A Two-Speed Euro? Not a Good Idea

In an article in the Financial Times, this morning (see here), Joseph Stiglitz suggests a two-speed euro area. There are two points in this article: One is the usual bashing of the euro as a very bad idea, the second is on the necessity of a two-speed Eurozone from the current situation. The main reason is associated with the absence of adjustments between countries that do not go at the same speed and with very different characteristics. Therefore the dynamics is far from optimal leading to a very inefficient situation according to Stiglitz.

A two-speed euro is not a good idea as I think that it would be the end of the Euro Area.

The creation of the Eurozone was historical in 1999. It was the accomplishment of the European institutional construction. The euro was launched in a period of strong growth and low inflation rate. This has eased the calculation of the fix exchange rate between national currencies and the new currency. Moreover, as growth prospects were strong at this moment the adjustment through changes in currencies value were not the main question.
Can we imagine that the split of the Euro could be easy to do, in a period characterized by low growth rate for long, almost deflation and interest rates close to zero ? For sure it will not and that’s why the proposal of a two-speed euro is flawed.

Suppose that it has been decided to split euro area in a “northern euro” and in a “southern euro” (this is the Stiglitz’s cutting).
The first question is countries’ distribution in each group. OK we can have an idea even if France is not easy to put in one or the other group.
The second step is to find an exchange rate between the two currencies; probably the “northern euro” will be stronger than the “southern euro”.
But by doing this, we can imagine that, taking account of the current conditions, countries will want to have an advantageous exchange rate in the new currency. We can imagine that Italy, Greece or Portugal could have advantage to fix a new exchange rate at a very low level in order to boost their outlook. Their economy is not going well and this could be a rapid improvement of their competitiveness.
We can also imagine that a strong currency is also a way to limit inflation. Italy could use this quality of the euro to avoid a devaluation. But will Spain or France have the same expectations? The economic situation of these countries are very different as it is shown on the graph below. Therefore the optimal level of the exchange rate would be very different between “southern euro” countries. The convergence is far from guaranteed. Therefore there is a risk of a “northern euro” but without any “southern euro”.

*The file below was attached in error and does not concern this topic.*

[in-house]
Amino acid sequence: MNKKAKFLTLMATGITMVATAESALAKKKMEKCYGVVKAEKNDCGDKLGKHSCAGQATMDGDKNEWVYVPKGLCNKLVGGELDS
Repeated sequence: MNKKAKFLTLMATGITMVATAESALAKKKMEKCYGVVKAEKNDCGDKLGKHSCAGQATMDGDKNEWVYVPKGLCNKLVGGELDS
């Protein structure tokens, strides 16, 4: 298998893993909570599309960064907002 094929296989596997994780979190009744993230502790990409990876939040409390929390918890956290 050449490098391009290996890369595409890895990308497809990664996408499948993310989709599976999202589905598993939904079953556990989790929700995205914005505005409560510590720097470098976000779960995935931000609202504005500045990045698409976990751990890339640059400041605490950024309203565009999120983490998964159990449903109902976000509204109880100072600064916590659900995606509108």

But even for the northern euro it will not be easy. Will all the expected countries have the same level of expectations? And will they converge to a specific exchange rate? Not sure.  It seems natural to see an appreciation of the German currency. Will all the northern countries be able to follow Germany?
During the episode of the European Monetary System (before the euro March 1979 – December 1998), the only currency that was able to follow the strong Mark was the Dutch guilder, the currency from the Netherlands. All  others currencies devalued during the EMS. Will this group of two currencies be able to be the “northern euro”?


In other words, from the current framework, it would be hard to find a new equilibrium that could satisfy all the countries embedded in the current euro program. Each country will try to make an advantageous new choice and the probability of all theses choices to be consistent and compatible is low. The new equilibrium would probably be with 19 currencies and not 2.
We have to keep in mind what has happened after the end of Bretton-Woods in the early 70’s (the International Monetary System went from a fixed exchange rate framework to a free float system). European countries have tried to create an adjustment process between European currencies (the European snake). It has not worked as adjustments that were needed for every country were not consistent with a kind of fixed but adjustable exchange rate. At the end, Germany was the last country of the snake.

If we had to reshuffle the monetary construction of the Euro Area it would be different. But we have first to think at the transition and the chance of a convergence appears low as economic and political interests are not necessarily consistent between countries.
In 1999 the moment was historical and was the accomplishment of a long scenario that started in the 60’s. During this period everyone, from politicians to European citizens, was convinced of the importance of the European construction. This is no longer the case. The recent referendum on Brexit clearly shows that something has deeply changed. It would currently be very hard to find again a consensus on monetary issues. Everyone agrees with the common currency as a citizen but reshuffling the whole construction would probably lead to instability. No consensus, with the convergence to specific exchanges rates, would mean a high probability of a burst of the Euro Area and the convergence to 19 national currencies. In that case, the single market would be harder to manage. The current European framework would be more fragile.

The Euro Area is before all a political construction and solutions have to be found within this space. That’s the reason of the complicated and slow adjustment.
In this period of low growth and poor employment dynamics, solutions are needed instead there is a political risk. Every country could have the temptation to find its own way. I’m sure that this would lead to a non cooperative and non coordinated dynamics in the Euro Area and it would be non-optimal for every country.

One thought on “A Two-Speed Euro? Not a Good Idea

  1. Pingback: The pros and cons of a two-speed euro | The Corner

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